Cocoons: Then and Now

On cold winter days, I like to curl up with a journal and a steaming cup of tea, to sort through the mental keepsakes I have collected over the years. Even though I can indulge in this pursuit anytime, there is something about an overcast sky that brings out my tendency to turn inward and begin the act I call cocoon building.

Like the caterpillar that spins his cocoon in a particular season, certain events and situations often precipitate my inner work. It could be something specific, like a job loss or leaving grad school; or it could be something more nebulous, like the feeling of losing direction or recovering from a period of depression. Sometimes, I thrash around–literally and figuratively–for quite a while before I begin the cocoon-building process. But it is when I take that step that the healing taking place. Within my cocoon, I can explore the ins and outs of my pain. I emerge stronger, willing to take risks that lead me in new directions, often beyond what I thought possible.

cacoon拷貝The first time I consciously explored the cocoon idea, as I wrote in Cocoons and Coffee Houses, the process moved me across the country from Seattle back to Michigan. Twenty years later, another cocoon experience would lead me halfway around the world. This time, I was exploring options after leaving graduate school. A ready-made cocoon came in the form of a three month house-sitting stint. With many of our things in storage, I focused my creative energy on cooking and crocheting as I explored job possibilities, while preparing applications, teaching demos, and lesson plans.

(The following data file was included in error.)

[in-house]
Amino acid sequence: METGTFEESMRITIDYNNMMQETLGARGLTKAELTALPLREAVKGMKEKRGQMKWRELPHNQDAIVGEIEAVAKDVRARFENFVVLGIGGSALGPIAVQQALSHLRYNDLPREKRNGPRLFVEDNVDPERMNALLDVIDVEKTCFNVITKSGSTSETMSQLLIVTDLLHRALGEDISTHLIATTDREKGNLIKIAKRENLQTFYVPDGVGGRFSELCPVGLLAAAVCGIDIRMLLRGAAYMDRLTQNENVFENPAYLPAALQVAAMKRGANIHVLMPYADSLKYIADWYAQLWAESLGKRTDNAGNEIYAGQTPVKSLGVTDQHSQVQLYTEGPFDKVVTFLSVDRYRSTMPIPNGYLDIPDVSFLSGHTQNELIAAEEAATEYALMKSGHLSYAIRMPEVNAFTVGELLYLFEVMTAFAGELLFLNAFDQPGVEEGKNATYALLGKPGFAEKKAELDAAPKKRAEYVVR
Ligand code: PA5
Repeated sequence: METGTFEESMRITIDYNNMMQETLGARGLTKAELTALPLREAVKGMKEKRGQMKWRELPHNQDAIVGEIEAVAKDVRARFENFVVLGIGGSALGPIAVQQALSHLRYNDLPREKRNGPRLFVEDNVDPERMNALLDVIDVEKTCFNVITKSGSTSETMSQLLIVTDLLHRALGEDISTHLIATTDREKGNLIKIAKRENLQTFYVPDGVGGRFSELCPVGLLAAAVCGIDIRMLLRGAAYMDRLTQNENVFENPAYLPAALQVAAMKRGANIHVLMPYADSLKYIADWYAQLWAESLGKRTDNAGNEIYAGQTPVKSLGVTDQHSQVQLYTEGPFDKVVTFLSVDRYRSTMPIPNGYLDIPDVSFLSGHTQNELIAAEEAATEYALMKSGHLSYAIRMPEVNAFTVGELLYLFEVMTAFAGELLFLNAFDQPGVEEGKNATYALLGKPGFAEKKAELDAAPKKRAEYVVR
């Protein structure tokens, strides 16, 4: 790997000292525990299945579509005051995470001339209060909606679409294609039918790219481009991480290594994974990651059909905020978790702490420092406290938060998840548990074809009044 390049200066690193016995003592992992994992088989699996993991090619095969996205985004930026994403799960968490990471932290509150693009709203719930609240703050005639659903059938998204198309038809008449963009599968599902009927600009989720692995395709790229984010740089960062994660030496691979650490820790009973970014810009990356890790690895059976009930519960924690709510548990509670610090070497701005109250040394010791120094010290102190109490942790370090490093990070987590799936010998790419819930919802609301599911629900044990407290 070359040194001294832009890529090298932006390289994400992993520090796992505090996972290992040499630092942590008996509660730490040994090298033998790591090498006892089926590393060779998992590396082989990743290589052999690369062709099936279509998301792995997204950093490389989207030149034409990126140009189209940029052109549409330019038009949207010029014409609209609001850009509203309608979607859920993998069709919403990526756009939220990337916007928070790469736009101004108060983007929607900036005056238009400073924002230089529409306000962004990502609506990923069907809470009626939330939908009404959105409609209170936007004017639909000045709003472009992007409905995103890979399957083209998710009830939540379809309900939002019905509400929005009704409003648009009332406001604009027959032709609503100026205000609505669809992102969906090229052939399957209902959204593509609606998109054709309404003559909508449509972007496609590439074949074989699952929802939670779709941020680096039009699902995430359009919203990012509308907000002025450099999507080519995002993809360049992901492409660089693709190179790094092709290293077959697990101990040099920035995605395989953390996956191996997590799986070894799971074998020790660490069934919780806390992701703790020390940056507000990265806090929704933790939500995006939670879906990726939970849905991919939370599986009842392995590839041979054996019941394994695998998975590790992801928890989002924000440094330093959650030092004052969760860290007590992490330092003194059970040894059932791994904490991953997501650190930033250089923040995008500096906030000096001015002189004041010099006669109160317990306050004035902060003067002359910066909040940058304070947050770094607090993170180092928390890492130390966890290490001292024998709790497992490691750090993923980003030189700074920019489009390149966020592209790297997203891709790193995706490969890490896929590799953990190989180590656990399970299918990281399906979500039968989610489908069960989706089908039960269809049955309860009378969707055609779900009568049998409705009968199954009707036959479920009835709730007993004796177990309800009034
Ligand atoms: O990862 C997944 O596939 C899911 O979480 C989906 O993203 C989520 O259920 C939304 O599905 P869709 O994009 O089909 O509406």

While lining up my references, one of them suggested I come to Taiwan to teach for a year or two. While I appreciated the idea, I was quick to discount it, at least in my own mind. It was too crazy. It was too far away. I was too old to live in a foreign country. I had lots of reasons why it couldn’t work. I thanked him and told him I’d think about it.

I had been to Taiwan before, so it wasn’t totally unknown to me, but the idea of leaving my family, my friends, my country–seemed to be overwhelming. Eventually, the moment came when the only thing keeping me from this opportunity was my desire–a STRONG desire–for certainty. I agreed to a phone interview. And then a second one with several committee members. I talked to my family. I updated my passport. My husband and I made plans for me to go for a year to test the waters. I prepared for my new adventure.

Well, this is year four for me, and it’s the second year for my husband. Now it’s time to build a new cocoon. My time here has been filled with projects and activities that I never could have imagined. And while I love many of them, I now fly from one thing to another, with little time to think or create or just be. I need to slow down and think about what I really want; how I want to live my life in the next few years. Become intentional about what I’d like to have happen next in my life, rather than getting up each day and going from one deadline to the next.

This time, my cocoon holds new ideas about how to organize my time, ideas, and space. I feel a pull to move inside, an invitation to stay indoors, think about a way to channel my creative energy into my quilting, and work on a new cocoon. And fix myself a cup of tea.

The drawings in this post are done by Rena Chen. She has a BA in Applied English from Ming Chuan University in Taiwan. She enjoys arts, crafts, movies, and surfing the Internet. She is currently preparing for the government exam for cultural administration and hopes to one day work either in a museum or in a county cultural affairs bureau.   

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